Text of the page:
When looking at luggage, you want to distinguish between different types. One type that’s dependable and a popular choice is so-called hardside luggage. This is also termed hard-shell or hard-case without a standardized term for it.
Basically, it’s usually a standing luggage on wheels that sports a hard, outer shell made of something durable instead of fabric. The idea is that the harder outer shell protects the interior from knocks or impressions that might damage what’s stored inside the luggage itself. With that out of the way, what are the top features for best hardside luggage?
Polycarbonate is a good outer shell material which is usually shiny and sometimes reflective. Thermoplastic polymers make up carbonate. It’s a material that’s engineered to be durable. It’s also light, so luggage made using polycarbonate might only be around 6 pounds. Travelers Club offer a case that uses an aluminum frame with ABS plastic for robustness with the case body. This is a less common combination but still a good choice.
Different locking mechanisms include a coded lock and zips to close up. Clasps and other options are sometimes provided. It depends on the model and manufacturer. A flexible divider system is often employed when opening the case once it’s been unlocked successfully. The case is divided into two sections at that point.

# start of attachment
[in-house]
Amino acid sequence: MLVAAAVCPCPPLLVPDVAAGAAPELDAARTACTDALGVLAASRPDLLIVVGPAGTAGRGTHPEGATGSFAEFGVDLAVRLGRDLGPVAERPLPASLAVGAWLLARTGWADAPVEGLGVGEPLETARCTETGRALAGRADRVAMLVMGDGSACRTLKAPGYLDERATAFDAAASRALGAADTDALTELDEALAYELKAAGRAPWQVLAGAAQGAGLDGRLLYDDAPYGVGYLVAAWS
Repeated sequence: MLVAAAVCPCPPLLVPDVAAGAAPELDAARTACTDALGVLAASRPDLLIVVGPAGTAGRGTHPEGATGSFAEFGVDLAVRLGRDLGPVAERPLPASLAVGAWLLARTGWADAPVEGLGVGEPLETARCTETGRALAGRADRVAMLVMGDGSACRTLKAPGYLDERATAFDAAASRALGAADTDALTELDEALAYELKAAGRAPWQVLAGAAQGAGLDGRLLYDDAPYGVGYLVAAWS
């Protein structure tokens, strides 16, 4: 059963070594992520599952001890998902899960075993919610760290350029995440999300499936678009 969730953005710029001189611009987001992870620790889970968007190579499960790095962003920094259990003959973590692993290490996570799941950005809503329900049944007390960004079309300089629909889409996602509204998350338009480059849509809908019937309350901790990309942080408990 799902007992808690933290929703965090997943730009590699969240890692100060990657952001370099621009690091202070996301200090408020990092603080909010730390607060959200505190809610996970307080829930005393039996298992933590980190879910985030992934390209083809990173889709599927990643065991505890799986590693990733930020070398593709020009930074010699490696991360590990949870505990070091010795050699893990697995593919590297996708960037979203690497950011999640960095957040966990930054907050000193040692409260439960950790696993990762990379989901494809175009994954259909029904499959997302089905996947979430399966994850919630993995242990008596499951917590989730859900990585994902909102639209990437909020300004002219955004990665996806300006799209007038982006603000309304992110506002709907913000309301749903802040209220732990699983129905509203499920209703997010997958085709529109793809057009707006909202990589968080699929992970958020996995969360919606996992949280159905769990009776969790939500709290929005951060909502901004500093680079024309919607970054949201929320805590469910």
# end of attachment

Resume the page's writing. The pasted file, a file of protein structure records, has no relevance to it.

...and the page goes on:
Wheels and Turning Circle
Castor wheels is the common option here because they will usually turn 360-degrees with a little effort. Quite often, these cases will have double castors which provides greater stability and prevents one from freezing up and toppling over the case while it’s been wheeled along. Using castor wheels in the design allows you to change direction or turn, as needed, when wheeling your hardside luggage along in the airport terminal or hotel foyer.
A telescoping handle that pushes down at the back of the case to hide it when not in use is the most common option. Some handles offer a push button at the top to release it and then a multi-stage process to decide how long the handle should extend out to. Other cases have fewer stages of handle length selection or a single default length when extended.
The internals also matter. When clam shells split open in the center, they will have tie down straps to hold clothes in place within either section. This ensures nothing falls out when opening the case up. Separate sections including zippers for some of those are useful to avoid items fall out of place. Also, all zippers need to be robust with pulls that won’t snap off during use. Don’t always expect luggage to be transported in a stable manner – items will get moved around so anything you can do to strap them down internally is recommended, including the use of packing cubes.